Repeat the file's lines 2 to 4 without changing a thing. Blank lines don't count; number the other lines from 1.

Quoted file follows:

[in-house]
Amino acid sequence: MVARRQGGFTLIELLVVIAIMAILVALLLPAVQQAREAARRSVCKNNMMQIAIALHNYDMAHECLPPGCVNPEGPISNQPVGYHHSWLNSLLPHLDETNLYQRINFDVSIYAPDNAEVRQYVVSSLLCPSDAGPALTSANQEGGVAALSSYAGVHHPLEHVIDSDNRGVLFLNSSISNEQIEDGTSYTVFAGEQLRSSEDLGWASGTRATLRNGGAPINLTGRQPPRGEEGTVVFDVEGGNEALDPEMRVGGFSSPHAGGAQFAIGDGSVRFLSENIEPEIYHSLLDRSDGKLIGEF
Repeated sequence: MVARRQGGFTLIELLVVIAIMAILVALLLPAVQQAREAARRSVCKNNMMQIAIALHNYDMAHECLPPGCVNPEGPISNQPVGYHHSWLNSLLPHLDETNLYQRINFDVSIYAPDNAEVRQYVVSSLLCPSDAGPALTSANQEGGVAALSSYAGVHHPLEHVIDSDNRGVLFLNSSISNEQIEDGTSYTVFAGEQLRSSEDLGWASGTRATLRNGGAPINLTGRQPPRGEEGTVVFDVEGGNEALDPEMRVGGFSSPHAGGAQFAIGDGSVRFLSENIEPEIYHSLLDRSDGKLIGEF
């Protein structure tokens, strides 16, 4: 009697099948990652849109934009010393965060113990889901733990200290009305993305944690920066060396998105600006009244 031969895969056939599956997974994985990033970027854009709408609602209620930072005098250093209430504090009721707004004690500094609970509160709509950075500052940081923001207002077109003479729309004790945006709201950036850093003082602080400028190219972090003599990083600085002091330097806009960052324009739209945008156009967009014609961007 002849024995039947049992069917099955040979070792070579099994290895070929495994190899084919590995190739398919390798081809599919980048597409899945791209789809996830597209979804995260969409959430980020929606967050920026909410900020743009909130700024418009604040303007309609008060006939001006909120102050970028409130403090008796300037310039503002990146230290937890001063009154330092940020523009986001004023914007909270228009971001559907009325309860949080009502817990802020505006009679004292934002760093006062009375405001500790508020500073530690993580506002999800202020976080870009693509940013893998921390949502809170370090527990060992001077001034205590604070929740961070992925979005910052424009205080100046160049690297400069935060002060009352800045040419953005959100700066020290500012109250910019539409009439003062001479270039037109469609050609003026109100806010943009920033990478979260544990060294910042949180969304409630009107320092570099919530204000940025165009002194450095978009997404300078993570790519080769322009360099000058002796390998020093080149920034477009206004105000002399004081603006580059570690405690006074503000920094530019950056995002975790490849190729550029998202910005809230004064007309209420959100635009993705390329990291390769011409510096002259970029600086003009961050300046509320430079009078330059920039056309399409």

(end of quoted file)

Amino acid sequence: MVARRQGGFTLIELLVVIAIMAILVALLLPAVQQAREAARRSVCKNNMMQIAIALHNYDMAHECLPPGCVNPEGPISNQPVGYHHSWLNSLLPHLDETNLYQRINFDVSIYAPDNAEVRQYVVSSLLCPSDAGPALTSANQEGGVAALSSYAGVHHPLEHVIDSDNRGVLFLNSSISNEQIEDGTSYTVFAGEQLRSSEDLGWASGTRATLRNGGAPINLTGRQPPRGEEGTVVFDVEGGNEALDPEMRVGGFSSPHAGGAQFAIGDGSVRFLSENIEPEIYHSLLDRSDGKLIGEF
Repeated sequence: MVARRQGGFTLIELLVVIAIMAILVALLLPAVQQAREAARRSVCKNNMMQIAIALHNYDMAHECLPPGCVNPEGPISNQPVGYHHSWLNSLLPHLDETNLYQRINFDVSIYAPDNAEVRQYVVSSLLCPSDAGPALTSANQEGGVAALSSYAGVHHPLEHVIDSDNRGVLFLNSSISNEQIEDGTSYTVFAGEQLRSSEDLGWASGTRATLRNGGAPINLTGRQPPRGEEGTVVFDVEGGNEALDPEMRVGGFSSPHAGGAQFAIGDGSVRFLSENIEPEIYHSLLDRSDGKLIGEF
């Protein structure tokens, strides 16, 4: 009697099948990652849109934009010393965060113990889901733990200290009305993305944690920066060396998105600006009244 031969895969056939599956997974994985990033970027854009709408609602209620930072005098250093209430504090009721707004004690500094609970509160709509950075500052940081923001207002077109003479729309004790945006709201950036850093003082602080400028190219972090003599990083600085002091330097806009960052324009739209945008156009967009014609961007 002849024995039947049992069917099955040979070792070579099994290895070929495994190899084919590995190739398919390798081809599919980048597409899945791209789809996830597209979804995260969409959430980020929606967050920026909410900020743009909130700024418009604040303007309609008060006939001006909120102050970028409130403090008796300037310039503002990146230290937890001063009154330092940020523009986001004023914007909270228009971001559907009325309860949080009502817990802020505006009679004292934002760093006062009375405001500790508020500073530690993580506002999800202020976080870009693509940013893998921390949502809170370090527990060992001077001034205590604070929740961070992925979005910052424009205080100046160049690297400069935060002060009352800045040419953005959100700066020290500012109250910019539409009439003062001479270039037109469609050609003026109100806010943009920033990478979260544990060294910042949180969304409630009107320092570099919530204000940025165009002194450095978009997404300078993570790519080769322009360099000058002796390998020093080149920034477009206004105000002399004081603006580059570690405690006074503000920094530019950056995002975790490849190729550029998202910005809230004064007309209420959100635009993705390329990291390769011409510096002259970029600086003009961050300046509320430079009078330059920039056309399409």